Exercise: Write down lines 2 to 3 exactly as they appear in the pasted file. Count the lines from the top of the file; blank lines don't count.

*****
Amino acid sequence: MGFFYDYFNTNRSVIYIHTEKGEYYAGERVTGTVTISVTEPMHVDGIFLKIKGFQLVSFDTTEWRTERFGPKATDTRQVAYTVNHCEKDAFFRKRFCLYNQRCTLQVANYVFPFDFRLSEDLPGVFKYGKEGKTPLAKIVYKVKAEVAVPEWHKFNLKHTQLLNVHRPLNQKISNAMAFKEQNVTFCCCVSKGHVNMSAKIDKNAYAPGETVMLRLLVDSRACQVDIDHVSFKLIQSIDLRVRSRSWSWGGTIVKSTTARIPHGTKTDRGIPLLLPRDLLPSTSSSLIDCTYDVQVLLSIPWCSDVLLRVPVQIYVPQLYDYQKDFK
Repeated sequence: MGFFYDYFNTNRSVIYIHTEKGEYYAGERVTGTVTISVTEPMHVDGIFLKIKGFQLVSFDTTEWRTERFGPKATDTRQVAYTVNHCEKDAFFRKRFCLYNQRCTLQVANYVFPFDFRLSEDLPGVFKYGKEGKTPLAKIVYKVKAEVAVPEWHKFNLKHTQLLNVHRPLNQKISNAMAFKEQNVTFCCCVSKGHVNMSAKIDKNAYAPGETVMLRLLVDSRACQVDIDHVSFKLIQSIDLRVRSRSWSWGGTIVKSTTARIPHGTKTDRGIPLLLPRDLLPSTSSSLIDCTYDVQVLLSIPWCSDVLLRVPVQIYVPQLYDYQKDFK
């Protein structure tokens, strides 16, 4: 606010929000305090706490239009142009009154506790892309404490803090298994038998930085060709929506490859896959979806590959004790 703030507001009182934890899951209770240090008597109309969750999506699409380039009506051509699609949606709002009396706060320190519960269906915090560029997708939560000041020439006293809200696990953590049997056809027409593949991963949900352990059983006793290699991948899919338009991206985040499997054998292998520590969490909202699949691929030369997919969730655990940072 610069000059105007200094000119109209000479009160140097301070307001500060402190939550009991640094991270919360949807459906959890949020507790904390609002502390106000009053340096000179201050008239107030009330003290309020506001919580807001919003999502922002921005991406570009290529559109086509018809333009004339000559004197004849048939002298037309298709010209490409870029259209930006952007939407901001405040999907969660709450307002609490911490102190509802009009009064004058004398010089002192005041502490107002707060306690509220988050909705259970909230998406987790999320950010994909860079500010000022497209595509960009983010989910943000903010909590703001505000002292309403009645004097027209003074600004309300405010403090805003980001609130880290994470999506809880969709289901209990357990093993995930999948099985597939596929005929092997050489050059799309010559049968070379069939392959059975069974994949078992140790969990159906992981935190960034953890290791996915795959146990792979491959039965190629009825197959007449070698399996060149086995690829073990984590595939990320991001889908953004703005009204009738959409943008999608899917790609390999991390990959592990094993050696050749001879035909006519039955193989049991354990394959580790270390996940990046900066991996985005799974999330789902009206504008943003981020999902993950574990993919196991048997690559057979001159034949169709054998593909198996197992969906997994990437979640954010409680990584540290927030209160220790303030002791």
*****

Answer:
Repeated sequence: MGFFYDYFNTNRSVIYIHTEKGEYYAGERVTGTVTISVTEPMHVDGIFLKIKGFQLVSFDTTEWRTERFGPKATDTRQVAYTVNHCEKDAFFRKRFCLYNQRCTLQVANYVFPFDFRLSEDLPGVFKYGKEGKTPLAKIVYKVKAEVAVPEWHKFNLKHTQLLNVHRPLNQKISNAMAFKEQNVTFCCCVSKGHVNMSAKIDKNAYAPGETVMLRLLVDSRACQVDIDHVSFKLIQSIDLRVRSRSWSWGGTIVKSTTARIPHGTKTDRGIPLLLPRDLLPSTSSSLIDCTYDVQVLLSIPWCSDVLLRVPVQIYVPQLYDYQKDFK
């Protein structure tokens, strides 16, 4: 606010929000305090706490239009142009009154506790892309404490803090298994038998930085060709929506490859896959979806590959004790 703030507001009182934890899951209770240090008597109309969750999506699409380039009506051509699609949606709002009396706060320190519960269906915090560029997708939560000041020439006293809200696990953590049997056809027409593949991963949900352990059983006793290699991948899919338009991206985040499997054998292998520590969490909202699949691929030369997919969730655990940072 610069000059105007200094000119109209000479009160140097301070307001500060402190939550009991640094991270919360949807459906959890949020507790904390609002502390106000009053340096000179201050008239107030009330003290309020506001919580807001919003999502922002921005991406570009290529559109086509018809333009004339000559004197004849048939002298037309298709010209490409870029259209930006952007939407901001405040999907969660709450307002609490911490102190509802009009009064004058004398010089002192005041502490107002707060306690509220988050909705259970909230998406987790999320950010994909860079500010000022497209595509960009983010989910943000903010909590703001505000002292309403009645004097027209003074600004309300405010403090805003980001609130880290994470999506809880969709289901209990357990093993995930999948099985597939596929005929092997050489050059799309010559049968070379069939392959059975069974994949078992140790969990159906992981935190960034953890290791996915795959146990792979491959039965190629009825197959007449070698399996060149086995690829073990984590595939990320991001889908953004703005009204009738959409943008999608899917790609390999991390990959592990094993050696050749001879035909006519039955193989049991354990394959580790270390996940990046900066991996985005799974999330789902009206504008943003981020999902993950574990993919196991048997690559057979001159034949169709054998593909198996197992969906997994990437979640954010409680990584540290927030209160220790303030002791």